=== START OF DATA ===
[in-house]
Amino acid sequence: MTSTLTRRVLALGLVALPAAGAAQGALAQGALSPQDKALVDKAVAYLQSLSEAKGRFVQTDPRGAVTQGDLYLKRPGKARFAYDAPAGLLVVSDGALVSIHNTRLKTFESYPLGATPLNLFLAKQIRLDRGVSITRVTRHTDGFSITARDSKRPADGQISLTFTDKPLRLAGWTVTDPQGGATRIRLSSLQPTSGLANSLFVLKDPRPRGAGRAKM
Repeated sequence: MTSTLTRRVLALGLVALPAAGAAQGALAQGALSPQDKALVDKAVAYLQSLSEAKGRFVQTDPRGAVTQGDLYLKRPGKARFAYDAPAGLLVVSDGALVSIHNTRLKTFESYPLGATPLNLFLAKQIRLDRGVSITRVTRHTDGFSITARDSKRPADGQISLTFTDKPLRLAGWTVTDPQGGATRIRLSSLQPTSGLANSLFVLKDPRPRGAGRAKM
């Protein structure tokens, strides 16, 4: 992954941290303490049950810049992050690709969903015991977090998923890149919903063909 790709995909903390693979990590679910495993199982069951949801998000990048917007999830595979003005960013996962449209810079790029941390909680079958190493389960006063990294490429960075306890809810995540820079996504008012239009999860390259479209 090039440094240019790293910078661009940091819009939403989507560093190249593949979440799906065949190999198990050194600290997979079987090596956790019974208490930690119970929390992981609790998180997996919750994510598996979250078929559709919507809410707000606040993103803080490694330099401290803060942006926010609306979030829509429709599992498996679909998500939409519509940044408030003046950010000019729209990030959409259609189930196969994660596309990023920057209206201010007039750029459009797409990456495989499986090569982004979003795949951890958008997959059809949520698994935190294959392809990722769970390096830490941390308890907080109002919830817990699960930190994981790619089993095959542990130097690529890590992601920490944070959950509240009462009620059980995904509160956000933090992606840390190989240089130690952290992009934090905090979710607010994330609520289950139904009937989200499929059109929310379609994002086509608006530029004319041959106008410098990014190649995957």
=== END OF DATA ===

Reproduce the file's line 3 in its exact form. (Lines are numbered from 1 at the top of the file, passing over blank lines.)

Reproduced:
Repeated sequence: MTSTLTRRVLALGLVALPAAGAAQGALAQGALSPQDKALVDKAVAYLQSLSEAKGRFVQTDPRGAVTQGDLYLKRPGKARFAYDAPAGLLVVSDGALVSIHNTRLKTFESYPLGATPLNLFLAKQIRLDRGVSITRVTRHTDGFSITARDSKRPADGQISLTFTDKPLRLAGWTVTDPQGGATRIRLSSLQPTSGLANSLFVLKDPRPRGAGRAKM